Table of contents:
- Blessed fire
- Russian Easter
- Gypsy Easter
- Easter at the British
- Easter in Scandinavia
- Easter and Catholics
- Passover for Jews and Karaites
Easter is one of the most important religious holidays. It is celebrated by Christians of almost all denominations, in addition, Jews and Karaimists. Actually, Christians inherited this holiday from the Jews, but give it a new meaning associated with Christ. In addition to the meaning, the dates and the ways of celebrating are different.
So, the Jews begin to celebrate Pesach (this is how the word "Passover" in Hebrew sounds) on the 14th day of the month of Nisan according to their calendar, and the celebration lasts a week in Israel and 8 days outside of it. Catholics, some Orthodox Christians and other Christians celebrate Easter a little earlier than Orthodox Christians in Russia and a little later than Pesach; Easter itself necessarily falls on Sunday. The fact is that the Russian Orthodox Church uses a special calendar, "shifted" relative to the one that we now use in secular life (and which coincides with the calendar of other Christians) by about two weeks.
To distinguish the meanings of the holiday, the Jewish Passover is also called the Old Testament Easter, and the Christian holiday is called the New Testament. Not all the peoples of Europe have a Jewish name for the holiday. In German and English, it refers to the spring celebrations in honor of the fertility goddess Ishtar. True, the goddess was Akkadian - this is very far from both Britain and Germany.
Jews and Karaites celebrate the exodus of ancient Jews from slavery in Egypt. Christians - the resurrection of Jesus, whom the Romans crucified just at the Jewish Passover. It turns out that he was resurrected after Passover, therefore Christian Easter is celebrated later.
Blessed fireAn important part of preparing for the holiday for the Orthodox is the removal of the Holy Fire from the Church of the Resurrection in Jerusalem. It takes place on the Saturday before Easter according to the Julian calendar - the same one by which the Russian Orthodox Church calculates the dates of the holidays. It is believed that the Holy Fire itself descends from heaven on the eve of Easter.
During the descent of the Holy Fire in the Church of the Resurrection, it is carried out to the believers by the priests of the Coptic (Egyptian), Syrian, Armenian and Greek Jerusalem churches.
Russian EasterRussians traditionally prepare special Easter dishes for Easter. First, cakes are baked - tall round breads made from yeast dough. The dough itself tastes neutral, and the cakes are sweetened by coating the top with sugar icing. It is customary to bake the cake on the pre-Easter Thursday and consecrate it in the church just before the holiday.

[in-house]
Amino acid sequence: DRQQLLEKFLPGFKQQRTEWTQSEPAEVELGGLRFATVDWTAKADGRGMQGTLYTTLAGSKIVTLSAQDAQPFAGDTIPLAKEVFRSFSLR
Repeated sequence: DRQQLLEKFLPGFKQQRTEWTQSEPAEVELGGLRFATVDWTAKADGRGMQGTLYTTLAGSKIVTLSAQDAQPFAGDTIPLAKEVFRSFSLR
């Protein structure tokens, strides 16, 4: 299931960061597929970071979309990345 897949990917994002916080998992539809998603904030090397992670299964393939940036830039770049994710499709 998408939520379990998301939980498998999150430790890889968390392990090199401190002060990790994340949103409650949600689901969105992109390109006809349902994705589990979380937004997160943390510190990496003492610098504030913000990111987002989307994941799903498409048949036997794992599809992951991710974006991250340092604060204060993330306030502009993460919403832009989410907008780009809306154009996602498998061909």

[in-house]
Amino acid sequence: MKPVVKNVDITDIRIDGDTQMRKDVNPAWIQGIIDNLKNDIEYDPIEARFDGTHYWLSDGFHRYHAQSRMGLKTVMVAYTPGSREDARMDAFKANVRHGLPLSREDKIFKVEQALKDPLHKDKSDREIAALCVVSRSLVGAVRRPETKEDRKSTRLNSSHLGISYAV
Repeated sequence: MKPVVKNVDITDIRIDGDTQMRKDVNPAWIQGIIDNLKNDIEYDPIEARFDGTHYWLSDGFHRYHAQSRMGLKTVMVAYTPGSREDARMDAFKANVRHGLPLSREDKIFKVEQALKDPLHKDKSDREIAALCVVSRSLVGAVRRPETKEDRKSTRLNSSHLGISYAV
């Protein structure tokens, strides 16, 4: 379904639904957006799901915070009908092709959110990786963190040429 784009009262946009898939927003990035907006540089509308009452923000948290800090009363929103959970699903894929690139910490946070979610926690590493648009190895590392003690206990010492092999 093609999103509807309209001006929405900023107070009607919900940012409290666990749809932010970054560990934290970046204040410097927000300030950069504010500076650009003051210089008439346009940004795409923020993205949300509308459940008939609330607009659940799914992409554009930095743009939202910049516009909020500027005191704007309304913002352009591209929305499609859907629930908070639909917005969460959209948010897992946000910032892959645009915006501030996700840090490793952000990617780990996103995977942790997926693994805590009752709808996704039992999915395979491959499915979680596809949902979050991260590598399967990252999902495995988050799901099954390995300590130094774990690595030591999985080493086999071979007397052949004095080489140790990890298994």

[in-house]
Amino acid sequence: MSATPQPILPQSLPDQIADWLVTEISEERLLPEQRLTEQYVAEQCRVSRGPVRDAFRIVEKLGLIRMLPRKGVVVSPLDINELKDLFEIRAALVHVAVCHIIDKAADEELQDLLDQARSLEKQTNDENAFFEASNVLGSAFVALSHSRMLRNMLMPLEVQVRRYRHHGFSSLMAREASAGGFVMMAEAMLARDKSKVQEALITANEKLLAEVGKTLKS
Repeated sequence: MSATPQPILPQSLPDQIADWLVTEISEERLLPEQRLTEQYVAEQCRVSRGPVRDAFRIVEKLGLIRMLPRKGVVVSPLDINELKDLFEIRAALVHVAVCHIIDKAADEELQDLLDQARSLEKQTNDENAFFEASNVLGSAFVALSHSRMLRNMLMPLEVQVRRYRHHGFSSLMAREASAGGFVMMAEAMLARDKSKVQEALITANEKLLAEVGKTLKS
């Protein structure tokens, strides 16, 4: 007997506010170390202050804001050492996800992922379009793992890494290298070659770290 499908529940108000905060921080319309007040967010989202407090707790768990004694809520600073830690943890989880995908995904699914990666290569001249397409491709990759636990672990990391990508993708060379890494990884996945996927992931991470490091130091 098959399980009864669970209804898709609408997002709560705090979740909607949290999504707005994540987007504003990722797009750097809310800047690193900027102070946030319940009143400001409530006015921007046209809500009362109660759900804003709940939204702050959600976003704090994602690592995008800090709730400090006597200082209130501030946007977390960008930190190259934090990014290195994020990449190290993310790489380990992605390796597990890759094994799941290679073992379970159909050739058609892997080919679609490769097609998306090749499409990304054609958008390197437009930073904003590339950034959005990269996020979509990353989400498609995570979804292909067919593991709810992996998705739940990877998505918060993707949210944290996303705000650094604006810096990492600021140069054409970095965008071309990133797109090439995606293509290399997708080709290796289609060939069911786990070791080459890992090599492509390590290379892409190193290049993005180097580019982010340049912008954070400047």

Secondly, they prepare Easter - a curd dish in the shape of a truncated pyramid. The shape is given with special plates, on which are carved indentations in the shape of the letters "XB" ("Christ is Risen!" The cross and the spear remind of the execution of Christ, grains, sprouts and flowers are a symbol of the unstoppable life. Easter is mixed from cottage cheese, some fatty milk filler (butter, cream, sour cream) and raisins. They can also add all sorts of goodies, such as nuts or candied fruits.
Third, eggs are painted. Traditionally, they were painted in different shades of red, in honor of the legend of how Mary Magdalene brought the message to the Roman emperor about the resurrection of Christ. He said that a person cannot be resurrected, just as an egg cannot turn red. Mary pointed to the egg he was holding in his hand, and the emperor saw that he now had a red shell. They dyed the eggs with onion husks and then, holding them in their hand, knocked them with eggs - whoever was stronger won. There were other games with eggs - they were "rolled" and hidden in heaps of sand. In the latter case, it was necessary to find the first time in which of the heaps the testicle was hidden.
Painted eggs can be called dyed eggs, Easter eggs, or specks, depending on how they were painted. Krashenki - one color for the whole egg, Easter eggs - with pictures of Easter content, specks - speckled.
It was just before Easter that they used to do the biggest, pre-Easter cleaning in Russian houses, licking the house from top to bottom and polishing the glass in the windows so that it seemed to the light that they were not there.
Similarly, Easter is celebrated by Ukrainians and Belarusians. But the Ukrainians, like the Russian Cossacks, do not have cottage cheese Easter on the table, and by the word itself or something similar ("paska") they mean Easter cake.
Gypsy EasterEaster is revered by Orthodox Gypsies as the main holiday and is called "Patradi". In the camps, during the holiday, it is customary to bypass all the neighbors, and therefore they bake large cakes so that everyone can be treated. As a form, a bucket is usually used. Eggs are also painted in dozens. Some gypsies decorate houses with red ribbons for Easter.